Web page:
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Wednesday, December 28, 2011


Lawrence Mawby came to the colony of New South Wales from London on the Walmer Castle on 23 December 1846 with 'Mr J. Mawby'.
According to NSW State Records, they were 'unassisted arrivals', i.e. they paid their own way.
In 1847, as 'Lawrence Mawby' he married Ann McCulloch at St James Church of England, Sydney. [According to one of their descendents, this happened just three months after he arrived.]
They had two children in Sydney, Sarah and Mary Ann [according to a descendent of the latter].

The Sydney Morning Herald, Tuesday 7 September 1847
LAWRENCE MAWBY, late of Darlinghurst, begs most respectfully to inform his friends, the public, and gentlemen visiting Sydney that he has taken those capacious and convenient premises lately occupied by Mr. Mark Dixon, as Livery Stables, and opened the same as Livery and Bait Stables, upon the same principal as "Elmore's, of the Edgeware Road, London," and in soliciting the patronage of gentlemen, he begs to assure them that the most guarded and careful attention will be paid to all horses standing at livery as well as bait. The terms will be found to be most reasonable upon trial.
N.B.-Saddle horses ; gigs, to be let on hire ; horses broken in, to single and double harness, &c, &c. 3852 [Source:]

The Sydney Morning Herald, Thursday 6 January 1848
FOR SALE; a handsome light Carriage, adapted for one or two horses ; also, a set of splendid double Harness, all nearly new. It will be sold quite a bargain, the present owner having no further use for it. Apply to Mawby 's Livery Stables. Pitt street. 316 [Source:]
On 19 February 1848 he was sequestered for insolvency.
At that time he was living in Pitt Street, Sydney and was a horse dealer.
Lawrence and Ann Mawby then moved to Queensland [correction: New Zealand, then England, then Queensland].
There are no records of any children born to them in either the NSW or Queensland Births Deaths and Marriages indexes.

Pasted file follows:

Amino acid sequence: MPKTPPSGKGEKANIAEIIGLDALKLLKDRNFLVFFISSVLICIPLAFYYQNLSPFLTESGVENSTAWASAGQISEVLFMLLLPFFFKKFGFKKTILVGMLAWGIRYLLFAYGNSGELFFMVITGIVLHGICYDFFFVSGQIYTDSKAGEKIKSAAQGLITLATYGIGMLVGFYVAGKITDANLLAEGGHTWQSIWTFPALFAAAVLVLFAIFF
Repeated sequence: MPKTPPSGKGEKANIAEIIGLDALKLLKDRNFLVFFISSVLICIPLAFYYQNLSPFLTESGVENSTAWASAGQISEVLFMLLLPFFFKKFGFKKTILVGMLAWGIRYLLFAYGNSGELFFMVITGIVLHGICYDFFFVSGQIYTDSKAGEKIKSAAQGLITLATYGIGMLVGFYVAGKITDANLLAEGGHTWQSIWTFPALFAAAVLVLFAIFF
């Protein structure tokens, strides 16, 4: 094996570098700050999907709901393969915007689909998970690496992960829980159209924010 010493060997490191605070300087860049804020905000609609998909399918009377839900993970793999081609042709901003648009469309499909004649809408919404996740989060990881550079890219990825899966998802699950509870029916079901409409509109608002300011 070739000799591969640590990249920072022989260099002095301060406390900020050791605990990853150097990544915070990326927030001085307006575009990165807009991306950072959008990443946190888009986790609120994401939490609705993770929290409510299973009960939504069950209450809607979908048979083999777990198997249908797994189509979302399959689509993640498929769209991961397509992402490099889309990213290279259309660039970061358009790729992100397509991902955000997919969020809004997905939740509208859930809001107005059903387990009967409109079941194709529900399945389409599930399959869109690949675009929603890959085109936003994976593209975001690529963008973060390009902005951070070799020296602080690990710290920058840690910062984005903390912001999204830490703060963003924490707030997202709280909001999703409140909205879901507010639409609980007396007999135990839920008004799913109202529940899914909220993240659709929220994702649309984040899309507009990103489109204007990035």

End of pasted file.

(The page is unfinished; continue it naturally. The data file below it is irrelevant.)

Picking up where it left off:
However, the Queensland State Archives Index to Land Orders 1861-74 lists the following entries for 'Mawby' in 1864:
Lawrence, Ann, Sarah, Edward, Emily, Mary Ann, and Robert.
Another QSA index indicates that three 'selections' of land were awarded from 8 April 1868 to 31 March 1887 to:
Lawrence Mawby at Brisbane
Robert Mawby at Townsville
Robert Mawby and August Kuhn at Townsville
On 6 January 1866, their daughter, Sarah Mawbey, married John Thomas Phipps in a Particular Baptist Church cememony at Fortitude Valley, Brisbane.
Judging from her age when she died, she was born in 1847, the same year as her parents marriage, suggesting she was their first child.
She was 19 when she married.
Sarah's husband, Phipps. had come to Australia when he was 10 with his parents and older brother in 1857.
[see their story on Sarah Mawby & John Thomas Phipps]
There are several digitalised newspaper articles from the National Library of Australia that mention Lawrence Mawbey.
The Queenslander, Brisbane Saturday 6 April 1872
Brisbane Petty Debts Court. Tuesday April 2.
Before F Rawlins, Esq., Police Magistrate.
Of the 31 plaints entered for hearing, the following came before the Court:-
Verdict for the plaintiffs - Edward Hoelscher v. Lawrence Mawbey, 10s., for goods.
[Source: xxxx]
The Queenslander, Brisband, Saturday 22 November 1873
.... Shortly before 3 o'clock about 120 of the male patients entered the grounds ... watched by about 40 of the female patients seated on the opposite side of the paddock...
Next came a race which the patients ought certainly to have appreciated, being what is known as a " crab race" (open to all) — man metamorphosing himself for the nonce into a quadruped, at least as far as the means of locomotion are concerned.
Of course the laughter was immense throughout, and loud applause (especially from the patients) greeted the triumph of the successful crab, Lawrence Mawbey, whose prize of victory was a photograph stand.
Mawbey was again victorious in the next event—the sack race—and succeeded in securing a portable telescope by a tack's length, or rather his own length, which he had to measure under the winning post to defeat the patient who scored the first two contests of the day.
It's not entirely clear if Lawrence Mawbey was a patient as members of staff also joined in.
According to the Queensland Births Deaths and Marriages index, 'Laurence' Mawby died in 1874.
His parents were Robert Mawby and Sarah Orm.
The Brisbane Courier, Tuesday 25 April 1882
Family Notices.
Hudson-Mawby. On the 11th ultimo, at the residence of the bride's mother, Toowong, by the Rev. H Jones, G (George) T (Thomas) M Hudson of Toowong to Lucy, fourth daughter of the late Lawrence Mawby, of Brisbane.
In late 1888, a son of Lawrence and Ann Mawby died aged 24.
According to The Queenslander newspaper funeral notice of Saturday 8 December 1888, the family were living in Church-street, Toowong.

Sarah Phipps (nee Mawby), died at the home of her widowed mother, Ann Mawby, at Toowong, Brisbane on 27 October 1892 aged 45.
She was buried in Toowong Cemetery.